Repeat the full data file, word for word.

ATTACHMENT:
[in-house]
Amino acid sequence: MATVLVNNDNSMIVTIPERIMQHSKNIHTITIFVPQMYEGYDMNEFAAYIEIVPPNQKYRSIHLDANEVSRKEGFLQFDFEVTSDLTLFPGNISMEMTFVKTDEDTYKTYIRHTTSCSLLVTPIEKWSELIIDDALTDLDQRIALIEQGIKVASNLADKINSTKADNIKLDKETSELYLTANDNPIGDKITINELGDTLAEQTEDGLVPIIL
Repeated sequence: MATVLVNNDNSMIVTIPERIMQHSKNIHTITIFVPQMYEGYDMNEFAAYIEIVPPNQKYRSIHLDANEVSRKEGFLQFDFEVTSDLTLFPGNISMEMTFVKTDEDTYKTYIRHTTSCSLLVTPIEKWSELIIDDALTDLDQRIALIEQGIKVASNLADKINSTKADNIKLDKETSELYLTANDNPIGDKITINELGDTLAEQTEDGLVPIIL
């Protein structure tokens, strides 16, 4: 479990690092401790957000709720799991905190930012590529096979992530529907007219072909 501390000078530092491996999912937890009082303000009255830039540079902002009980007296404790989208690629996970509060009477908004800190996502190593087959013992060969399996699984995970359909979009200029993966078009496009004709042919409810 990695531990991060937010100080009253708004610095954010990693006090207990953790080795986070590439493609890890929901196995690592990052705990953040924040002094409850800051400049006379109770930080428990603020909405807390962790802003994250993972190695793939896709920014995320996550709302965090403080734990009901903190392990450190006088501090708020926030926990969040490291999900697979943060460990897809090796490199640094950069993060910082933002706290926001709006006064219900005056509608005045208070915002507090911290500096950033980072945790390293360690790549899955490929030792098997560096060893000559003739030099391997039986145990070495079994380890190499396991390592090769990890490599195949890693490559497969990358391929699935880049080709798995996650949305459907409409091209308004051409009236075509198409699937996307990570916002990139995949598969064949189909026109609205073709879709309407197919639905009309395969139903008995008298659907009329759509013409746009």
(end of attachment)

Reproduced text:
[in-house]
Amino acid sequence: MATVLVNNDNSMIVTIPERIMQHSKNIHTITIFVPQMYEGYDMNEFAAYIEIVPPNQKYRSIHLDANEVSRKEGFLQFDFEVTSDLTLFPGNISMEMTFVKTDEDTYKTYIRHTTSCSLLVTPIEKWSELIIDDALTDLDQRIALIEQGIKVASNLADKINSTKADNIKLDKETSELYLTANDNPIGDKITINELGDTLAEQTEDGLVPIIL
Repeated sequence: MATVLVNNDNSMIVTIPERIMQHSKNIHTITIFVPQMYEGYDMNEFAAYIEIVPPNQKYRSIHLDANEVSRKEGFLQFDFEVTSDLTLFPGNISMEMTFVKTDEDTYKTYIRHTTSCSLLVTPIEKWSELIIDDALTDLDQRIALIEQGIKVASNLADKINSTKADNIKLDKETSELYLTANDNPIGDKITINELGDTLAEQTEDGLVPIIL
């Protein structure tokens, strides 16, 4: 479990690092401790957000709720799991905190930012590529096979992530529907007219072909 501390000078530092491996999912937890009082303000009255830039540079902002009980007296404790989208690629996970509060009477908004800190996502190593087959013992060969399996699984995970359909979009200029993966078009496009004709042919409810 990695531990991060937010100080009253708004610095954010990693006090207990953790080795986070590439493609890890929901196995690592990052705990953040924040002094409850800051400049006379109770930080428990603020909405807390962790802003994250993972190695793939896709920014995320996550709302965090403080734990009901903190392990450190006088501090708020926030926990969040490291999900697979943060460990897809090796490199640094950069993060910082933002706290926001709006006064219900005056509608005045208070915002507090911290500096950033980072945790390293360690790549899955490929030792098997560096060893000559003739030099391997039986145990070495079994380890190499396991390592090769990890490599195949890693490559497969990358391929699935880049080709798995996650949305459907409409091209308004051409009236075509198409699937996307990570916002990139995949598969064949189909026109609205073709879709309407197919639905009309395969139903008995008298659907009329759509013409746009």